07/30/2014 10:37 am ET Updated Sep 29, 2014

Syracuse and the Humanitarian Crisis at the Border

Carrie Niland, AOL

Recently Syracuse, New York, the city in which I was born and raised has become national news in regards to the humanitarian crisis at the southern border. As the Washington Post reported, Syracuse Mayor Stephanie Miner made clear in a letter to President Obama her desire to temporarily take in some of the child refugees from Central America. Her plan was to use an abandoned convent in the Northside neighborhood of Syracuse. While many Northside residents support Miner's decision, there is a number of those who have become quite vocal in their opposition.

The Northside has historically been home to Italian immigrants, including my grandfather. He arrived on Ellis Island in 1938. He was twelve years old, did not speak English, alone, and hoping to achieve a better life. People greeted him with screams of "Go home." Today he still does not speak "proper" English. However, no one in the community calls him an "alien." For years, the Northside was home to a Catholic church, in which one mass every week was recited in Italian. No one told the priest to "speak English." So one must ask the obvious question, "Would Northside residents be this upset if the children were from Europe?

Some of those who have expressed outrage at Miner's plan are simply driven by racism, referring to the children "aliens" and refusing to engage in any meaningful dialogue. That said, for many Northsiders, a common belief is that the rise in crime and poverty is a direct result of Vietnamese, African, and African Americans "invading" their community. And this current situation is simply an extension of the problem. However, what Miner's opponents fail to recognize is not only their obvious hypocrisy, but also the fact that most of the issues that plague Northside residents are not due to their neighbors being of a darker hue.

No one is denying that some of these issues are related to personal responsibility and respect for the community. Moreover, crime is certainly a major problem on Syracuse's Northside, as one resident stated. However, at thirty-nine years of age, I can attest that there were plenty of white juvenile delinquents in the neighborhood throughout my childhood. Indeed, another resident mentioned her concern that the Salvadoran gang, MS-13 would move in as a result of these children. But the reality is that one of the most notorious gangs in the recent history of the Northside, "Ruthless," was comprised almost entirely of white Italian-American males.
The truth is that a majority of the residents' concerns have existed in the city long before any influx of nonwhite immigrants. They are structural. Part of the problem is a lack of resources for jobs, infrastructure, and police. All levels of government have forsaken this particular neighborhood. Local politicians care mostly about downtown Syracuse; state representatives focus mainly on New York City, and U.S. senators rarely visit Upstate New York. The result is a neighborhood that suffers from broken down infrastructure, job loss, and a housing crisis, all of which have caused the younger, more educated generation to flee.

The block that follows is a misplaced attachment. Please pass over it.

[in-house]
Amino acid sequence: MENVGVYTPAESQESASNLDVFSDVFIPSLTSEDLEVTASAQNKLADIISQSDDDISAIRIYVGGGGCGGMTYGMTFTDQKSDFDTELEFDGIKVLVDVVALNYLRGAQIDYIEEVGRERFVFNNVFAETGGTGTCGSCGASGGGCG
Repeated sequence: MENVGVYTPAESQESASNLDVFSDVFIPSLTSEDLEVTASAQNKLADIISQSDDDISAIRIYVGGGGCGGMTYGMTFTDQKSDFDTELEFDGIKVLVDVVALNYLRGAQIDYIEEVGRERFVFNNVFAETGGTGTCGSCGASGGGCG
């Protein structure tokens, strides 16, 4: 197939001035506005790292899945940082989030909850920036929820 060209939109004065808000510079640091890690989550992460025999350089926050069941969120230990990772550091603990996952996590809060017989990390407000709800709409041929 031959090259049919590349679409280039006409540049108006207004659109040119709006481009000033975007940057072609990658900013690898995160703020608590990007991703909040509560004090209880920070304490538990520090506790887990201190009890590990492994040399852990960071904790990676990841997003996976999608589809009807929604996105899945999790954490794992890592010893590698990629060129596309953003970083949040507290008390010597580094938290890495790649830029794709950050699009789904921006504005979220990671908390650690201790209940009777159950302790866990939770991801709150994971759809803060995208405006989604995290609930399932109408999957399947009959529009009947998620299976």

But Northsiders must ask: What role have economic recessions played over the last four decades? How did predatory lending lead to foreclosures and the plummeting values of homes? Who are the landlords of neighborhood properties? Who owns the strip clubs that are such a concern to some residents? Why are there not more police officers on the beat?

I am passionate about this issue not only because the city in which I grew up is now in the spotlight. Twelve years ago, I traveled to El Salvador to research the effects of President Reagan's polices in Latin America. I lived in some pretty harsh conditions with families who had children similar to those on the border. I remember bringing a teddy bear for one little boy. I can still hear him laugh every time he pushed in its stomach and the song "Mambo #5" played while the bear danced. I am reminded of the teenager who welcomed me into his home, loved American music and was the farthest thing from MS-13 anyone could be. At the end of the day these are human beings. They are children.

Syracuse is a city with a long and rich history of resistance and fighting for equality. Throughout the 1800s, Frederick Douglass visited and spoke many times in Syracuse for emancipation. It was Syracuse that became a pivotal stop for slaves on the "Underground Railroad." It is a city that always welcomed Italian and Irish immigrants. I am quite certain this is the Syracuse Stephanie Miner thought of when she wrote to President Obama. I hope the city I know and love opens its arms, embraces these children, and shows the nation its true nature: one of tolerance and aiding those in a time of need.